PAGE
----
YUMA, Ariz. (KYMA, KECY) - The Yuma County Board of Supervisors held its first public meeting of the New Year. During Monday's meeting, Diana Gomez, the County's public health director, spoke on the winter surge in COVID-19 cases and hospitalizations.
“We’ve seen an increase, we expected to see an increase again. People were gathering for the holidays so you’re going to see that reported in our daily numbers,” Gomez said.
As of Monday morning, YRMC is reporting 64 patients are hospitalized with the virus. 55 patients are unvaccinated.
Gomez says she expects cases will peak in mid-January.
“Primary concern has always been not to overwhelm the healthcare system and many many people have encountered the fact that elective surgeries or other procedures canceled again because you have to have resources,” she added.
Meanwhile, the Center for Disease Control (CDC) released updated guidelines regarding isolation time after testing positive.
But the updated guidance is raising some questions.
Chairman Tony Reyes questioned Gomez on the confusion over the CDC's new guidelines.
“The research that has come out so far indicates that you're most infectious one to two days before your symptoms show up and about one to two days after your symptoms so that's where you came down with a condensed five-day period,” Gomez explained.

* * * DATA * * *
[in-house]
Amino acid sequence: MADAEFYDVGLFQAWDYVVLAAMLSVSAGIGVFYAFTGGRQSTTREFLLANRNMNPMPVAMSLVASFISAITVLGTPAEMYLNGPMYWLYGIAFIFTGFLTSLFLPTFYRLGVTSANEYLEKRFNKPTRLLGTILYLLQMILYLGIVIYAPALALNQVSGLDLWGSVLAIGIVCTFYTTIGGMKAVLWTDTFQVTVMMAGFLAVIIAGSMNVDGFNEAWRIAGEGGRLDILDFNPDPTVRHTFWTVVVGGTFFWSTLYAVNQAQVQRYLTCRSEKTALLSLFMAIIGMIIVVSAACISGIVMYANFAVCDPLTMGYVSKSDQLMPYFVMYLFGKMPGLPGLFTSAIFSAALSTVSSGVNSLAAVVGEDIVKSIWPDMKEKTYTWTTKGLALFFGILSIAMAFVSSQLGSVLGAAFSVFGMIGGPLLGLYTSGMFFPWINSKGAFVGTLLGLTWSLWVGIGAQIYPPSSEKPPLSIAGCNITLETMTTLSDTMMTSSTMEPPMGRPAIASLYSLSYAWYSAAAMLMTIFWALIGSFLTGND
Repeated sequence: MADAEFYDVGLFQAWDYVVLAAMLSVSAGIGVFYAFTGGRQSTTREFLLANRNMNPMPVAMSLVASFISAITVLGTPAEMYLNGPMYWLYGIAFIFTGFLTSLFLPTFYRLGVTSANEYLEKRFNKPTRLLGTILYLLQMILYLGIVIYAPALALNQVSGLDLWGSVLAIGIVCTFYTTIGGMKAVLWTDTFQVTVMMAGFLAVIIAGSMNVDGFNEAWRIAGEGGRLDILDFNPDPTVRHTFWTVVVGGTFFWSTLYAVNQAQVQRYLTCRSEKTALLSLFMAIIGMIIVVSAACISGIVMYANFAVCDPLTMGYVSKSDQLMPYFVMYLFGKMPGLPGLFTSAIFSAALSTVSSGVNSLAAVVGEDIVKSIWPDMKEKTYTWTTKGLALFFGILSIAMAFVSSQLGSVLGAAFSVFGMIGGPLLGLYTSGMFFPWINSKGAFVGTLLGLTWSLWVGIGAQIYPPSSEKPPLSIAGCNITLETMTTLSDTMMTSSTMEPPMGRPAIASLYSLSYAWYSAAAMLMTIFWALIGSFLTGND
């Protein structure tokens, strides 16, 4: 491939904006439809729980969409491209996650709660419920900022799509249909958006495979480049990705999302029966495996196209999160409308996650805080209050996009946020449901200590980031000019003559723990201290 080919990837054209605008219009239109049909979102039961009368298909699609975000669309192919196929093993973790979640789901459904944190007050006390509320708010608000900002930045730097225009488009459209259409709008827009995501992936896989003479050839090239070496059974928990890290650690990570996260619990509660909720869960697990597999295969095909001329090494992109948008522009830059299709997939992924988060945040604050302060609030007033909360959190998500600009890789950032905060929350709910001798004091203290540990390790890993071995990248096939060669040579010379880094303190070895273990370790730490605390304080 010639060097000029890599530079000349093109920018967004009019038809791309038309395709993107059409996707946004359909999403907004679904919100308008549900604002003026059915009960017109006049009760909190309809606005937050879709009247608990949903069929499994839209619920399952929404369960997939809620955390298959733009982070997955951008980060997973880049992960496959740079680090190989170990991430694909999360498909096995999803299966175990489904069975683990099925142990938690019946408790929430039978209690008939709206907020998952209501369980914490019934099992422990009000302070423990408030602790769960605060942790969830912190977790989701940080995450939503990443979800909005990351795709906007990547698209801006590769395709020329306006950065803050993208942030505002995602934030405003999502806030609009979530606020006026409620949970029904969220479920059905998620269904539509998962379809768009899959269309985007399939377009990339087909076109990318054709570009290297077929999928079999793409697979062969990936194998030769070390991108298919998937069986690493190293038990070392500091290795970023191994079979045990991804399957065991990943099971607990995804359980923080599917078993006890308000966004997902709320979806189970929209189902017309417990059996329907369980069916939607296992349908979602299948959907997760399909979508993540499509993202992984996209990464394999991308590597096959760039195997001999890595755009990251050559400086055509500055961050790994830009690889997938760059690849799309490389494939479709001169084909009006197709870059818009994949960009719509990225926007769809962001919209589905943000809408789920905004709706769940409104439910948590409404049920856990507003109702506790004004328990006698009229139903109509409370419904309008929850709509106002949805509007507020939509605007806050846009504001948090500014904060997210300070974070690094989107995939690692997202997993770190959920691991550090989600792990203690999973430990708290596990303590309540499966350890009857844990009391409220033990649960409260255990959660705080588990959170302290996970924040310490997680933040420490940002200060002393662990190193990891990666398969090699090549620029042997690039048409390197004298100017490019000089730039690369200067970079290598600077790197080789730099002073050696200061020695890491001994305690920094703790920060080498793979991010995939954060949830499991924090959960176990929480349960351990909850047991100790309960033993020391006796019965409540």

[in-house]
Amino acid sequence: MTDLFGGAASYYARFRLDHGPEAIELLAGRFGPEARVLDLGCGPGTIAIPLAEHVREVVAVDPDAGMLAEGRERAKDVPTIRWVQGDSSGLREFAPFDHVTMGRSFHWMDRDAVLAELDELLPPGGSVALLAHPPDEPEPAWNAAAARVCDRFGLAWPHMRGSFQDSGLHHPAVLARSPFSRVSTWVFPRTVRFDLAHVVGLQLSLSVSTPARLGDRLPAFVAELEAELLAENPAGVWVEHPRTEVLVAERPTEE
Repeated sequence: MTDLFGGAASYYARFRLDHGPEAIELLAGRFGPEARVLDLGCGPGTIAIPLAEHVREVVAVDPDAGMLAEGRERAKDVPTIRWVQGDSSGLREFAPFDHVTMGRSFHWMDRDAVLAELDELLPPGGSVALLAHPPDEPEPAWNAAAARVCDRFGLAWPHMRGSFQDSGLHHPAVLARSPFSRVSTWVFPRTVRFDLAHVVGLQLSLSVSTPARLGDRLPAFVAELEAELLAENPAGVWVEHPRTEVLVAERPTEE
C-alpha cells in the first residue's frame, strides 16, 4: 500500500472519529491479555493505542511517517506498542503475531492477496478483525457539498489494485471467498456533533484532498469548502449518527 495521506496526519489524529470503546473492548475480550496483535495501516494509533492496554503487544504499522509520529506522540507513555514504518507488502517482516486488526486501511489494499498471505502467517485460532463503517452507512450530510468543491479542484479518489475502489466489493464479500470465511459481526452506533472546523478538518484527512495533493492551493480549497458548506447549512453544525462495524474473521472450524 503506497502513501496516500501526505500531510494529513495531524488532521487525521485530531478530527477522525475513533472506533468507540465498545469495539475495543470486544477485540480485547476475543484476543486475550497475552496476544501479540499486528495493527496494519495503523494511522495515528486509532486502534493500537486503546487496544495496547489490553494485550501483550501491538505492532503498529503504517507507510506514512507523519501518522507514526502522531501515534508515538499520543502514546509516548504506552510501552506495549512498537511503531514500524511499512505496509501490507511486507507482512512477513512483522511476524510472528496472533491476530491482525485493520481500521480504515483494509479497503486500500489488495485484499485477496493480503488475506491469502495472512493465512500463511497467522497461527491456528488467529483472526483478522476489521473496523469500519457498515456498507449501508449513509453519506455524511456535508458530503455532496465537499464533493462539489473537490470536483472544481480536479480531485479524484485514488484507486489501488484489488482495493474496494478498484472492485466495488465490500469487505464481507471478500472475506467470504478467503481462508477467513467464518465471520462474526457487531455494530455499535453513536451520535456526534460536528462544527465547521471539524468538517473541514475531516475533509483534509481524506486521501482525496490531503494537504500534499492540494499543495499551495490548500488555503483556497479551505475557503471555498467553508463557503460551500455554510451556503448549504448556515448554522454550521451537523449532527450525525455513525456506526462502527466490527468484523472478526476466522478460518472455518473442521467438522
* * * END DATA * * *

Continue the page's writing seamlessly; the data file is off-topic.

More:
The new guidelines for the public allow for people with COVID-19 to complete isolation after five days if their symptoms are gone or getting better, so long as they wear masks for at least five more days.
The guidelines currently do not recommend you get tested before your isolation ends.
Following her appearance at Monday's meeting, Gomez addressed this to News 11.
“We do know that there are breakthrough infections. So if you've been exposed to somebody who had really close contact, you should get tested. And if you don't feel well regardless of your vaccination status, you should still get tested. And again, this is not an abundance of caution. This virus is still very unpredictable and we want to keep each other safe,” the public health director said.
The Food and Drug Administration (FDA) announced Monday it will be expanding the Pfizer boosters for teenagers as young as 12.
Gomez says if your child has received their completed series within five months they are able to get this booster.